What Do You Want to Know About the 2019 Porsche 911 GTS?

Illustration for article titled What Do You Want to Know About the 2019 Porsche 911 GTS?
Photo: Michael Ballaban/Jalopnik

I’m in sunny, beautiful, not-at-all plastic Los Angeles to visit one Andrew Collins, our beloved reviews editor who is sunny and beautiful and currently on leave with a smashed-up hand (hand review forthcoming). To guide us around, we’ve snagged ourselves a 2019 Porsche 911 GTS, and it is already absurd. Absurdly good.


(Full Disclosure: Porsche wanted us to drive the 2019 Porsche 911 GTS so bad that we paid for a plane ticket to fly to LA ourselves, asked for some wheels in the nicest possible way, and Porsche very graciously agreed. I picked it up from the airport and it had a full tank.)

I’m writing this from Andrew’s apartment at the moment, and it’s with that sort of close proximity to Mr. Collins’ kind, sweet soul that I can say he is utterly, incomprehensibly wrong. I mean that both in the everyday sense, but also in the sense that the 2019 Porsche 911 GTS is wild and fun and hilarious. He wrote that the Porsche 911 GTS was “missing fun,” and for that, I wonder what else that wonderful, splendid Andrew is missing.

Illustration for article titled What Do You Want to Know About the 2019 Porsche 911 GTS?
Photo: Michael Ballaban/Jalopnik

Because it’s not only fun, it’s a riot. It’s loud and growly and barky and low and sleek and while yes, this is a stereotype of Porsches, its steering is the damn near the best of any car on the road today.

And if you’re not familiar with how it fits into the vast Porsche 911 lineup, the GTS is one step above the Carrera S, and one step below the Turbo. The Carerra S is one step above the base model Carrera. The Turbo is one step below the Turbo S, which is in itself roughly on the same level as the GT3 depending on whether or not you’re going to occasionally hit a bump and whether or not you really love blasting as fast as possible around a track, and that’s all a step below the GT3RS, which in turn is a level under the uber-insane Porsche 911 GT2RS. Ish. Sort of. And then there’s the Carrera T and the GT3 Touring. I know, I know. This is a good thing, don’t worry.

And this one is a coupe. Meaning the roof stays in one place. Unlike the convertible. Or the Targa. And only the rear wheels drive this one. Sometimes you can get all-wheel-drive as an option. Yes, it’s complicated, but if you want unique cars you have to learn things sometimes. Learning and cars are fun.


Things I Like So Far

  • The steering is weighted without being disconnected. Too many manufacturers nowadays think that “heavy steering” equals “good steering,” but they couldn’t be more wrong. The Porsche requires a bit more heft than a Camry, but you feel incredible amounts from the road.
  • Also the steering wheel is small. The smaller the wheel, the bigger my heart.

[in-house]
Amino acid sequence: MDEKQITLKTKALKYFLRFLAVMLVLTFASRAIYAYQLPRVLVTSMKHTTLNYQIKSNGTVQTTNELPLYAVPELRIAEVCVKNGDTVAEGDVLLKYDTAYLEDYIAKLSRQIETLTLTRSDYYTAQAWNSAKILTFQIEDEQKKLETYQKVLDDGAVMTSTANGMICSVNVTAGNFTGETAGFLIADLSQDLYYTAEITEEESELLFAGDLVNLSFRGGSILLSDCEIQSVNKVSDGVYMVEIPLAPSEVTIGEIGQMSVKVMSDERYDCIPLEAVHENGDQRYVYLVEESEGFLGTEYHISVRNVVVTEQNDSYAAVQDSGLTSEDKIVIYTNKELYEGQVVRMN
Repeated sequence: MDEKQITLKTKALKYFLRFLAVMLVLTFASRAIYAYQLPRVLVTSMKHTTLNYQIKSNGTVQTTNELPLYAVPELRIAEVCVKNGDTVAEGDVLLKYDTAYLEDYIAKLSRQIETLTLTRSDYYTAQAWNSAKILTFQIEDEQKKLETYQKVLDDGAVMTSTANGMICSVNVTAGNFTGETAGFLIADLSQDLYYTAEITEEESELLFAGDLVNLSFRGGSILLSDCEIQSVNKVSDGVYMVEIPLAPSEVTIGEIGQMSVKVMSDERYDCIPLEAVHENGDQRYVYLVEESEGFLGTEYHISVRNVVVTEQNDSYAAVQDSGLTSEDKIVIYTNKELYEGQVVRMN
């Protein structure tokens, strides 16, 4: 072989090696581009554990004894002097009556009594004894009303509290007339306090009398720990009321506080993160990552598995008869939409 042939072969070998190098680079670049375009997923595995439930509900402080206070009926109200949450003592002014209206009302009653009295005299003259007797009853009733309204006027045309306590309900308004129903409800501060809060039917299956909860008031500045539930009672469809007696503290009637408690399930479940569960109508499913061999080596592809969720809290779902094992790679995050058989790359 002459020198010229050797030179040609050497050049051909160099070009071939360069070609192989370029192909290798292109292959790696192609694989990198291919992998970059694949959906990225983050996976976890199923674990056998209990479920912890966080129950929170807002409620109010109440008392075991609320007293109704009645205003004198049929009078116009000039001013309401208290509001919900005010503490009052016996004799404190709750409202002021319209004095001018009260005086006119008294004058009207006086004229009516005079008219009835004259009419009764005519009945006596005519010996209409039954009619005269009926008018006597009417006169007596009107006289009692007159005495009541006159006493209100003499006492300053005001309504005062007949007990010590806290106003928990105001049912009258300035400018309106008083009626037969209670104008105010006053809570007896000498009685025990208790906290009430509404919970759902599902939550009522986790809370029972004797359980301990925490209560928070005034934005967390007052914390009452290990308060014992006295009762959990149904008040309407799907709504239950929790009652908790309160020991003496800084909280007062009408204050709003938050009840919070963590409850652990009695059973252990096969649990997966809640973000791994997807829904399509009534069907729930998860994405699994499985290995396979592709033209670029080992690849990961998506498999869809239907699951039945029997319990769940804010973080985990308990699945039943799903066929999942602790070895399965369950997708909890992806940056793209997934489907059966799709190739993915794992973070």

• The noise, oh the glorious, glorious noise. It’s a shouty rasp that makes people turn heads, but not in the “I AM A BIG V8 MUSCLE CAR MAN” way.
  • It’s fast. I mean that. If you’re not careful it can be a sledgehammer to the back of the head. It’s zero to 60 mph in 3.5 seconds fast.

Things I Don’t Like As Much

  • I really have to nitpick, as it is an extremely good car, but it is an eye-watering $130,000. That’s a lot.
  • Porsche Lane Change Assist, which helps with blindspots and whatnot, is an option, and cars costing $100,000 less have that sort of thing as standard. Might as well kick it in, yeah?
  • The brakes are a bit grabby at low speeds and the dual-clutch gearbox constantly wants to go-go-go. It wants to drive fast, which isn’t always the smoothest to manage in stop-and-go traffic.
  • Uhhhhhh....... I don’t know guys, it’s good.

So what do you want to know about it?

Deputy Editor, Jalopnik. 2002 Lexus IS300 Sportcross.


  • You’re in Los Angeles which is a massive concentration of wealth.
  • You’re also in a place that is super heavy on car culture.
  • What you drive is who you are and you are constantly judged by what you drive.
  • The 911 is supposed to be the car you own when you want performance, daily drivability while also being able to not attract as much attention if you were to instead drive a flashy something like Ferrari or Lamborghini.

That said...in a city with massive wealth and focus on appearances, what is it like driving a 911 around LA?

Does it fly under the radar or does it stick out?

Is the car constantly being eye-fucked by backwards ball cap sporting men of a certain age?

How many times have you had to defend your honor between intersections while said backwards ball cap sporting men challenge you to a round of “beat you to the light bro”?

Are you given a subtle “ah, nice job young man” nod by older accomplished execs on the road who themselves are on the way to hit the links to refresh after a hellish casting session in Century City?